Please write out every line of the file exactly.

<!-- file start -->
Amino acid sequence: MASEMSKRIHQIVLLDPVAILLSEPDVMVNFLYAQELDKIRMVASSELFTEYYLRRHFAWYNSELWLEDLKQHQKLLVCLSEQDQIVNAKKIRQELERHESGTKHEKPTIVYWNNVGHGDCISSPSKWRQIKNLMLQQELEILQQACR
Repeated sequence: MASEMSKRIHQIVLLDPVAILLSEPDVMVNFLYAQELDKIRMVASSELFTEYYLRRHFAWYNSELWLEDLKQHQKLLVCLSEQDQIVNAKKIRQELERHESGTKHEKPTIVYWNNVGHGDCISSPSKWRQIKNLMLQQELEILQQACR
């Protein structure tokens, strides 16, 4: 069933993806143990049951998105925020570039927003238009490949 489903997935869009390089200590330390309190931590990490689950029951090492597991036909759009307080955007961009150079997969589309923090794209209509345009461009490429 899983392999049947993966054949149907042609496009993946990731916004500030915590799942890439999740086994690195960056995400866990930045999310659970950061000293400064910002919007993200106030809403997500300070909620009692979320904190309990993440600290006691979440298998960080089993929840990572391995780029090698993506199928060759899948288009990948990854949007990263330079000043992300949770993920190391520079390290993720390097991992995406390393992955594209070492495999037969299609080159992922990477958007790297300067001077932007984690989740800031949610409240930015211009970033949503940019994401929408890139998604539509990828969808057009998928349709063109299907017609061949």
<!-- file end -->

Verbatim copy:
Amino acid sequence: MASEMSKRIHQIVLLDPVAILLSEPDVMVNFLYAQELDKIRMVASSELFTEYYLRRHFAWYNSELWLEDLKQHQKLLVCLSEQDQIVNAKKIRQELERHESGTKHEKPTIVYWNNVGHGDCISSPSKWRQIKNLMLQQELEILQQACR
Repeated sequence: MASEMSKRIHQIVLLDPVAILLSEPDVMVNFLYAQELDKIRMVASSELFTEYYLRRHFAWYNSELWLEDLKQHQKLLVCLSEQDQIVNAKKIRQELERHESGTKHEKPTIVYWNNVGHGDCISSPSKWRQIKNLMLQQELEILQQACR
């Protein structure tokens, strides 16, 4: 069933993806143990049951998105925020570039927003238009490949 489903997935869009390089200590330390309190931590990490689950029951090492597991036909759009307080955007961009150079997969589309923090794209209509345009461009490429 899983392999049947993966054949149907042609496009993946990731916004500030915590799942890439999740086994690195960056995400866990930045999310659970950061000293400064910002919007993200106030809403997500300070909620009692979320904190309990993440600290006691979440298998960080089993929840990572391995780029090698993506199928060759899948288009990948990854949007990263330079000043992300949770993920190391520079390290993720390097991992995406390393992955594209070492495999037969299609080159992922990477958007790297300067001077932007984690989740800031949610409240930015211009970033949503940019994401929408890139998604539509990828969808057009998928349709063109299907017609061949």